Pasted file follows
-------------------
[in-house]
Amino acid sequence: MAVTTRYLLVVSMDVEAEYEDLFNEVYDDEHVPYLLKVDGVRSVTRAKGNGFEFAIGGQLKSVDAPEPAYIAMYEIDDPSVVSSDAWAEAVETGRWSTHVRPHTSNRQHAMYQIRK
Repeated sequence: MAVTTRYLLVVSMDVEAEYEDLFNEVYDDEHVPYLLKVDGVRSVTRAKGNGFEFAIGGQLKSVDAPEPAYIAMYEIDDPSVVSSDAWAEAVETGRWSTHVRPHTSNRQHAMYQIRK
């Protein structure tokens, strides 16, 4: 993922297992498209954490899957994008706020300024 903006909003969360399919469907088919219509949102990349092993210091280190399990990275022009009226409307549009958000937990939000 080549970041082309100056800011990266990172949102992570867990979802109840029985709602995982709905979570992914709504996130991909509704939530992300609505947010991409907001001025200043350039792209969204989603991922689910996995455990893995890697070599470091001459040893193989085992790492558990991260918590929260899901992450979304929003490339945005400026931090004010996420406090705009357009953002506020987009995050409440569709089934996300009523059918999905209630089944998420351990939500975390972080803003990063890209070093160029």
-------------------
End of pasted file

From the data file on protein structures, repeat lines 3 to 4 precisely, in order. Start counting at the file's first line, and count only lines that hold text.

Repeated sequence: MAVTTRYLLVVSMDVEAEYEDLFNEVYDDEHVPYLLKVDGVRSVTRAKGNGFEFAIGGQLKSVDAPEPAYIAMYEIDDPSVVSSDAWAEAVETGRWSTHVRPHTSNRQHAMYQIRK
């Protein structure tokens, strides 16, 4: 993922297992498209954490899957994008706020300024 903006909003969360399919469907088919219509949102990349092993210091280190399990990275022009009226409307549009958000937990939000 080549970041082309100056800011990266990172949102992570867990979802109840029985709602995982709905979570992914709504996130991909509704939530992300609505947010991409907001001025200043350039792209969204989603991922689910996995455990893995890697070599470091001459040893193989085992790492558990991260918590929260899901992450979304929003490339945005400026931090004010996420406090705009357009953002506020987009995050409440569709089934996300009523059918999905209630089944998420351990939500975390972080803003990063890209070093160029």